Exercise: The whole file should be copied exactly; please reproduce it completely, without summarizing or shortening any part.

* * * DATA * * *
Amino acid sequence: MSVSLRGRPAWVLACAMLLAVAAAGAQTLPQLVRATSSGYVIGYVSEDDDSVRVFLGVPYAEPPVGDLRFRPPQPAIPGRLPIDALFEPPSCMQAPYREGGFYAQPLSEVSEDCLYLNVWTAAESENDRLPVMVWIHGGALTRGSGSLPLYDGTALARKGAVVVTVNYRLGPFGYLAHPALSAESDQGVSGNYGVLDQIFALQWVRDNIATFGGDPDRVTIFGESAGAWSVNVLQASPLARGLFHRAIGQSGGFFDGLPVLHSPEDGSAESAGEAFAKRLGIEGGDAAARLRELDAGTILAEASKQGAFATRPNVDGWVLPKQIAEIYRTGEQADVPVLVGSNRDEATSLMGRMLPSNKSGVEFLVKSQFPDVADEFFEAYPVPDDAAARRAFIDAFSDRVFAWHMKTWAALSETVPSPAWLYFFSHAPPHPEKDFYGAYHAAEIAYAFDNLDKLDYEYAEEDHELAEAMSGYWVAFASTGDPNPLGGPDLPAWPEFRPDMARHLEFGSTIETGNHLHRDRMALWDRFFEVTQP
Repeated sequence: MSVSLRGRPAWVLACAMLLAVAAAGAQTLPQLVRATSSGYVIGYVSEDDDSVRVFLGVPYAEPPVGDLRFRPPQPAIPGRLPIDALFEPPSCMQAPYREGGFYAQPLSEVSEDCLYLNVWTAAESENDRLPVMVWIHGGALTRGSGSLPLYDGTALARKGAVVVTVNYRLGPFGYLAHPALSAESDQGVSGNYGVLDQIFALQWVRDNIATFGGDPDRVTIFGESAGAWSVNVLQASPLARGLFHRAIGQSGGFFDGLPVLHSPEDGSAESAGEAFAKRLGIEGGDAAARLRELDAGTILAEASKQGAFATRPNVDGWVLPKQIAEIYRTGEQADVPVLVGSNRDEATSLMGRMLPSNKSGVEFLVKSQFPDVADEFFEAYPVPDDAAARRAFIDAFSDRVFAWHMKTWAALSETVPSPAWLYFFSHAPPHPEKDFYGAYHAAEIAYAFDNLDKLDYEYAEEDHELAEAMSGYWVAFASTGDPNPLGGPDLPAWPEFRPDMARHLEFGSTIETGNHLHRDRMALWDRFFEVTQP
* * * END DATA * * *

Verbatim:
Amino acid sequence: MSVSLRGRPAWVLACAMLLAVAAAGAQTLPQLVRATSSGYVIGYVSEDDDSVRVFLGVPYAEPPVGDLRFRPPQPAIPGRLPIDALFEPPSCMQAPYREGGFYAQPLSEVSEDCLYLNVWTAAESENDRLPVMVWIHGGALTRGSGSLPLYDGTALARKGAVVVTVNYRLGPFGYLAHPALSAESDQGVSGNYGVLDQIFALQWVRDNIATFGGDPDRVTIFGESAGAWSVNVLQASPLARGLFHRAIGQSGGFFDGLPVLHSPEDGSAESAGEAFAKRLGIEGGDAAARLRELDAGTILAEASKQGAFATRPNVDGWVLPKQIAEIYRTGEQADVPVLVGSNRDEATSLMGRMLPSNKSGVEFLVKSQFPDVADEFFEAYPVPDDAAARRAFIDAFSDRVFAWHMKTWAALSETVPSPAWLYFFSHAPPHPEKDFYGAYHAAEIAYAFDNLDKLDYEYAEEDHELAEAMSGYWVAFASTGDPNPLGGPDLPAWPEFRPDMARHLEFGSTIETGNHLHRDRMALWDRFFEVTQP
Repeated sequence: MSVSLRGRPAWVLACAMLLAVAAAGAQTLPQLVRATSSGYVIGYVSEDDDSVRVFLGVPYAEPPVGDLRFRPPQPAIPGRLPIDALFEPPSCMQAPYREGGFYAQPLSEVSEDCLYLNVWTAAESENDRLPVMVWIHGGALTRGSGSLPLYDGTALARKGAVVVTVNYRLGPFGYLAHPALSAESDQGVSGNYGVLDQIFALQWVRDNIATFGGDPDRVTIFGESAGAWSVNVLQASPLARGLFHRAIGQSGGFFDGLPVLHSPEDGSAESAGEAFAKRLGIEGGDAAARLRELDAGTILAEASKQGAFATRPNVDGWVLPKQIAEIYRTGEQADVPVLVGSNRDEATSLMGRMLPSNKSGVEFLVKSQFPDVADEFFEAYPVPDDAAARRAFIDAFSDRVFAWHMKTWAALSETVPSPAWLYFFSHAPPHPEKDFYGAYHAAEIAYAFDNLDKLDYEYAEEDHELAEAMSGYWVAFASTGDPNPLGGPDLPAWPEFRPDMARHLEFGSTIETGNHLHRDRMALWDRFFEVTQP